Chapter 1: The Mission

 (146 b.c.—Two centuries before Paul came to Corinth)

Lucius MummiusLucius Mummius stood with hands on hips, feet spread, jaw thrust forward like a challenge—the studied stance of a man who knew his own mind and knew also that others were watching and would remember.  His head turned slowly, surveying the wounded city below, the charred plains to the northeast, the aching blue of the sea beyond.  His eyes were cold and unsparing. He had the look of a man who’d seen hard things up close, a man who could witness horror without flinch or blink.

Every self-respecting city needs an acropolis, he was thinking.  But none of the cities of his acquaintance—not Athens, not Carthage, not Rome itself—could boast an acropolis like Corinth’s.  Impossibly steep, jagged and walled, the crag stuck out of the Corinthian plain like an arthritic knuckle. With a soldier’s eye, Lucius Mummius surveyed the terrain below, noting approaches and defensive lines and fields of fire.  Not many weak points, he thought, thanking the gods (in the way godless men do) that forcing the summit had not been necessary. Give me five hundred good men and I could hold Acrocorinth against the hoards of Persia!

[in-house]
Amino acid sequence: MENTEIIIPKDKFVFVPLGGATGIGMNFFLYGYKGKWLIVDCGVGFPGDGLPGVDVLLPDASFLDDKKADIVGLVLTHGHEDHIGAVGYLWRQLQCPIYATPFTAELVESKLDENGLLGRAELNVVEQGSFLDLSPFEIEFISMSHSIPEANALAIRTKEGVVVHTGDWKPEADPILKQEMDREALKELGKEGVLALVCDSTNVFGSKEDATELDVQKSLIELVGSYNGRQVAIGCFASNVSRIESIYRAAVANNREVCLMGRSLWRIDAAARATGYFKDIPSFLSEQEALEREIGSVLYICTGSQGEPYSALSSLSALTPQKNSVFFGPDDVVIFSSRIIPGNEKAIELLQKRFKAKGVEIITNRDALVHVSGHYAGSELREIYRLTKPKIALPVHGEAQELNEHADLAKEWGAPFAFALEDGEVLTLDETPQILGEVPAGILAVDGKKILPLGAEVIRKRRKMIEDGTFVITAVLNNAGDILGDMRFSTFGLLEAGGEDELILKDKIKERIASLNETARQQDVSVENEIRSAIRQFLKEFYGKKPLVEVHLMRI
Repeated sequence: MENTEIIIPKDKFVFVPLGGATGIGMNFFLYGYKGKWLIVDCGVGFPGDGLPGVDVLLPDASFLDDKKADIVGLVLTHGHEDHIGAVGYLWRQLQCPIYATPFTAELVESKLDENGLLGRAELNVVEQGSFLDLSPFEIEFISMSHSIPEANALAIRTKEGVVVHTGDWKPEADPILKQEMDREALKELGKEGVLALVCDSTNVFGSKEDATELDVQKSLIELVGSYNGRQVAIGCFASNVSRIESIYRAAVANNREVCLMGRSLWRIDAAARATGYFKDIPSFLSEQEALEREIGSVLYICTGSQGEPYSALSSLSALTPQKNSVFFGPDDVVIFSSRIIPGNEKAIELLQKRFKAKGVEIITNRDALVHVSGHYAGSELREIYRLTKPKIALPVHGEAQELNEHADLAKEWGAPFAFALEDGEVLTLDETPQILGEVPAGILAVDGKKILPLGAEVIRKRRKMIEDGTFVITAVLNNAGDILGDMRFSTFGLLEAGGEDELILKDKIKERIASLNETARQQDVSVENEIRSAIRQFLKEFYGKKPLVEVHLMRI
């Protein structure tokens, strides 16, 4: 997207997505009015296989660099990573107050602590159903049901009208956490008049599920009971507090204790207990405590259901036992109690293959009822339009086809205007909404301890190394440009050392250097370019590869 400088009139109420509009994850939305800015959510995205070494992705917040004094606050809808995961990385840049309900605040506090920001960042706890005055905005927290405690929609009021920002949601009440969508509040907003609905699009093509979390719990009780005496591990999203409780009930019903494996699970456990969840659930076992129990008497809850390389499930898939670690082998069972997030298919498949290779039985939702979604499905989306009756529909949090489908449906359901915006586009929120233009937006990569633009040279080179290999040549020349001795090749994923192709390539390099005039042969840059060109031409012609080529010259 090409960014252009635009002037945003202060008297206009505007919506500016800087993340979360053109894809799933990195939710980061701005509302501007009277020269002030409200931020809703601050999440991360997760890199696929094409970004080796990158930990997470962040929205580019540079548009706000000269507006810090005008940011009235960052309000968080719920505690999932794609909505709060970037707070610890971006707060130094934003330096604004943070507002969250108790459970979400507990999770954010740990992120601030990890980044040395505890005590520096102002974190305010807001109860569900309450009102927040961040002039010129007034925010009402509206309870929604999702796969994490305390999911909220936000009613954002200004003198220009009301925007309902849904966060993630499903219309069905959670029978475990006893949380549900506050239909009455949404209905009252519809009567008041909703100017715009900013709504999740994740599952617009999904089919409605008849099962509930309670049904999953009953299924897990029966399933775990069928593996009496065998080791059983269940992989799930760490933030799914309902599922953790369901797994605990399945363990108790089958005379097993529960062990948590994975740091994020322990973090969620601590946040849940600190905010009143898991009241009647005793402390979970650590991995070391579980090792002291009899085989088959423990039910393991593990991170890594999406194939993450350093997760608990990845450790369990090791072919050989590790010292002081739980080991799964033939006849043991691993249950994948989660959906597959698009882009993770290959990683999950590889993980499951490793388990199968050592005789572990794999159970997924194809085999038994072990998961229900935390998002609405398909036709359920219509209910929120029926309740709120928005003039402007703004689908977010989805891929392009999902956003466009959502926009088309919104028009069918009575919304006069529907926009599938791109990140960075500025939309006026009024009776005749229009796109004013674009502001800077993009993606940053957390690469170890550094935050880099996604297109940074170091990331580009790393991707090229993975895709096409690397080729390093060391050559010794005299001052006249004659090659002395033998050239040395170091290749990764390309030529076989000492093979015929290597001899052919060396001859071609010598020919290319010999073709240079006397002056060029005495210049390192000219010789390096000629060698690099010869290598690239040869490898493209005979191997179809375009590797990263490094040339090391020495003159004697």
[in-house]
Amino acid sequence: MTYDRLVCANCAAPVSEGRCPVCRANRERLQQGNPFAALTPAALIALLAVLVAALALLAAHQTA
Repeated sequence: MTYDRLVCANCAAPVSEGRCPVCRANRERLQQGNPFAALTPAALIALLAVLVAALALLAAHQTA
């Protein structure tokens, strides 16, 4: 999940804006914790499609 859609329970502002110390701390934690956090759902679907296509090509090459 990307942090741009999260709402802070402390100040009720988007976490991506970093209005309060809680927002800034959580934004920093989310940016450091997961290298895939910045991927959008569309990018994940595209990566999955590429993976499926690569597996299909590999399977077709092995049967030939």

Lucius Mummius—proconsul of Rome, general of the legion, and the latest spoiler of Greek ambitions—dragged his eyes from the view to survey the foot soldiers accompanying him.  The climb had been difficult for them.  They’d fallen out on rocks and grass, faces streaming sweat, chests heaving, mouths gaped wide to take in air. Their optio, a soldier with enough years on him to have lost the resilience of youth, sat gray-faced on the hard ground, concentrating fiercely to keep his breakfast down and his heart from pounding out of his chest. 

Lucius Mummius smiled and thought, They’d sooner take a frontal charge than face this rock again.  He reached over to pat the wet flank of the horse that had carried him up the steep path, grateful that he personally had not made the trip on foot, and quite certain that, had he done so, he would have looked worse than the optio.  Ah, but rank does have its privileges, he thought with amusement.